Nearly 30 years after an infectious plague ravaged Scotland and forced the closing of the nation’s borders the plague recurs in London--prompting the government to send a crack team of commandos into Scotland to locate and retrieve the cure if indeed there is one. Of course it’s not as simple as all that. The hordes of crazed and in some cases cannibalistic survivors of the plague are more than willing to give a (very) warm welcome to these interlopers led by the foxy and fierce Eden Sinclair (Rhona Mitra). Meanwhile back in Merrye Olde England the virus is continuing to spread but some of the powers-that-be don’t seem altogether concerned about that being more preoccupied with protecting their image sullied as it already is. In short it’s every man and woman for himself and herself--survival of the fittest 21st-century style. It’s also derivative and not necessarily in a negative way of such sci-fi classics as John Carpenter’s Escape from New York and George Miller’s Mad Max trilogy--replete with appropriate nods and in-jokes from Marshall who clearly has a great respect and affection for those who came before. Sigourney Weaver may not lose any sleep but Milla Jovovich might. As the one-eyed two-fisted ferociously fit action heroine Eden Sinclair Mitra stakes her claim to become the next cult heroine and there’s plenty of room left here to accommodate Eden’s potential future adventures. It’s always nice having Bob Hoskins around even if only for an extended cameo appearance as Eden’s down-to-earth boss Bill Nelson. Hoskins has played some heavies in his time but here he’s one of the good guys. Alexander Siddig no stranger to science-fiction given his Star Trek: Deep Space Nine stint plays the (rightly) worried Prime Minister and the ever-scowling David O'Hara plays his ruthless aide-de-camp amusingly and ironically named Canaris (World War II buffs will get the reference) who really is the power behind the throne. Adrian Lester Nora-Jane Noone Darren Morfitt and reliable Sean Pertwee play members of Eden’s assault team--shades of James Cameron’s Aliens--although few of them are in one piece by the end credits. Such are the perils of being an actor in this sort of film. Another “old-school” favorite Malcolm McDowell provides expository narration (a lot of it) and his own brand of tasty British ham (sliced just right) to his role of the scientist Kane who has forsaken science--and society--for a more medieval motif in a world gone wild. Like Hoskins McDowell hasn’t much time onscreen but there’s something pleasing about having him here. This is a film that favors style over substance but there are opportunities for the actors to strut their stuff in spirited fashion. As bruised bloodied or beheaded as the actors get they all seem to be having fun.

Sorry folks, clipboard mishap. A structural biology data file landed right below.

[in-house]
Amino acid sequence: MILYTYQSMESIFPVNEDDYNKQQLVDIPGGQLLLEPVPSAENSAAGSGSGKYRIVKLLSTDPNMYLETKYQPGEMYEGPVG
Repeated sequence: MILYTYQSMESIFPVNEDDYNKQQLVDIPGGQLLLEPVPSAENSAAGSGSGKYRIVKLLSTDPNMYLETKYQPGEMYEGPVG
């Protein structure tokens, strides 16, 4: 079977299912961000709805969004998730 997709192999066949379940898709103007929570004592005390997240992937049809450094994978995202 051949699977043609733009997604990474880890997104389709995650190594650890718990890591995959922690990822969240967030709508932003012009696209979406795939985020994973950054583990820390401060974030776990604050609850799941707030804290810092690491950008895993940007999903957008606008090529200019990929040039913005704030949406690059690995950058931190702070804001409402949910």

Without question Neil Marshall is one of the fast-rising talents in the fantasy genre--a genre he has clearly studied well. He brings a keen insight and manages to “borrow” elements and inspiration from other films in a way that doesn’t insult those films doesn’t diminish his own work and--more importantly--doesn’t insult the audience some of whom will surely recognize those inspirations and nods (Doomsday is filled with them). This is however one of the more cold-blooded efforts of Marshall’s young career. It’s about an inhumane future and the film is suffused with that emotional resonance--or lack thereof. The humor such as it is is blunt and bloody and the irony no less smoothly rendered. Nevertheless this promises slam-bang action and it certainly delivers. In an era where so many horror and science-fiction films are cut to achieve a PG-13 rating often to the detriment of the end result Doomsday is bloody proud to go for that R rating!